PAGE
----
14. Your _____________ (ecourse, launch, video series, etc) looks amazing. Congrats! I appreciate the invitation to be one of your affiliates, but I don’t join any affiliate programs. If you’d like to send me some tweets that I can copy and paste, I’d be happy to spread the word on social media—no incentives necessary!
15. Thanks for the invite, but this isn’t the right fit for my audience. I wish you all the best with your launch.
16. Affiliate programs aren’t really my jam but thanks for thinking of me. Congrats on your launch!
17. I appreciate the offer, but I’m completely booked with all of the affiliate programs I feel comfortable joining at the moment. If something changes, I’ll email you.
Saying no to someone wanting you to share her stuff (like blog posts or infographics)
18. This isn’t the right fit for my audience, but I wish you all the best.
19. Thanks for reaching out to me. While your infographic looks really cool, I don’t include other people’s infographics on my blog or in my emails. My visuals are a part of my brand so I only use my own. But, I couldn’t help but pin it and tweet about it. Thanks for sharing it with me.
20. I only share people’s content when I find it myself and know that my audience will love it. I’m sure your ______________ (blog post, infographic, etc.) is great and I’ll add it to my list of things to check out when I have a chance. If it’s the right fit, I’ll share it on social media. I hope you have a lovely day!
Saying no to a good friend who also runs a business
21. You know I adore you, right? And, I’m super flattered that you want me to design your website for you (or whatever she wants you to do). When we pair up, we do have a lot of fun and I’m so happy we can share business-y stories. I’m going to have to say no to this, because I feel like your style would be a better match with another designer (be honest but kind). I can recommend a handful of designers that I think you’d love (give a suggestion that works for the situation). We need to catch up soon. Skype date?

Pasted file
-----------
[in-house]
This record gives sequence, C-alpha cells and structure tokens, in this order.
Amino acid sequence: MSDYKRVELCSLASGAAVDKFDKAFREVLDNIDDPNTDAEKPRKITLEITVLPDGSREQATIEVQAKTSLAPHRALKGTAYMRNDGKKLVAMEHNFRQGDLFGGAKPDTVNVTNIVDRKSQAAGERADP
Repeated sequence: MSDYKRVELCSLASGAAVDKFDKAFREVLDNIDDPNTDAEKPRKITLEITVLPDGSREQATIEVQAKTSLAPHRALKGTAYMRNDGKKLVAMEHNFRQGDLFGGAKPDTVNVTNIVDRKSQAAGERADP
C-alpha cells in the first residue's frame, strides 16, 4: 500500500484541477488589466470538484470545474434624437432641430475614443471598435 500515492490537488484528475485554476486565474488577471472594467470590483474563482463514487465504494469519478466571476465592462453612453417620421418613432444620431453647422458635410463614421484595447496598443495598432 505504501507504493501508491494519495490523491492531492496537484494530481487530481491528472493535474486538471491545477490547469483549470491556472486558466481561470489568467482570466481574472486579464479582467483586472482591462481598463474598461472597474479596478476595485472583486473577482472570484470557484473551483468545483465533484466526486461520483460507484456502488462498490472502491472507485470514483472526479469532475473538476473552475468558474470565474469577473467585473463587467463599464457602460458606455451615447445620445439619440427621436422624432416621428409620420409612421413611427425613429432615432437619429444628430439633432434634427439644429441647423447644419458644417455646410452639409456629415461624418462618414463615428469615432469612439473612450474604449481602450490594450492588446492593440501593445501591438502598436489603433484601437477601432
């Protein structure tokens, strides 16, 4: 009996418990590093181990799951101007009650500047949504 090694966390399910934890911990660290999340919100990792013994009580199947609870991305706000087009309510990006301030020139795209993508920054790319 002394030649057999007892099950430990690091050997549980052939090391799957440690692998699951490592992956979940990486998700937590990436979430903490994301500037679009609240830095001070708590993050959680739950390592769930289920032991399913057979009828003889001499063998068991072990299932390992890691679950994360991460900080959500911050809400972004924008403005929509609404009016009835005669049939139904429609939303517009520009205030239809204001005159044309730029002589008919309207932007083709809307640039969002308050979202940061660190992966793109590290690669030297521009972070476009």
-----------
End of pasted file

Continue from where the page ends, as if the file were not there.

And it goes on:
Saying no to friends and family
22. I can’t _______________ (go grocery shopping, talk on the phone, go get a manicure) during the workday. Even though I work from home, I keep strict hours. If you’d like to ______________ (go grocery shopping, talk on the phone, go get a manicure) after 6 or this weekend, I’m in.
23. I wish I would’ve known about ______________ (your bridal shower, your open house, etc.) sooner. I’ve already got something scheduled. Maybe we could grab a drink next month—just the two of us—and celebrate?!
24. Girl, please. Ain’t nobody got time for book club (or insert activity that applies).
25. I know I haven’t been able to spend a lot of time with you lately. This ____________ (launch, book, new line of knitting of patterns, etc.) is gobbling up all of my time. I seriously appreciate your support and patience and as soon as I’m done, we can spend an entire day doing anything you want.
26. Potluck dinners (or whatever activity you aren’t into) aren’t really my thing, but I’d love to grab brunch with you next week. I miss you and seriously need to know who you’re rooting for on Dancing with the Stars.
27. Mom, no. I love you.
Saying no to that rude family member that makes you want to poke out your own eyeballs when you have to spend more than 15 minutes with her/him
28. Sorry. *White Noise* You’re cutting out. *White Noise* The house is going through a tunnel. *Hang up* (If you know where this is from, you get eighty-seven million bonus points.)
When you say no to someone, no matter the situation, it’s best to: express gratitude, keep it short while telling them why you’re declining, and offer alternatives if that’s an option.
If you want to run a successful business, you’ve got to get comfortable saying no.
It’s integral to preserve your energy and focus your time on your priorities (like making money honey!).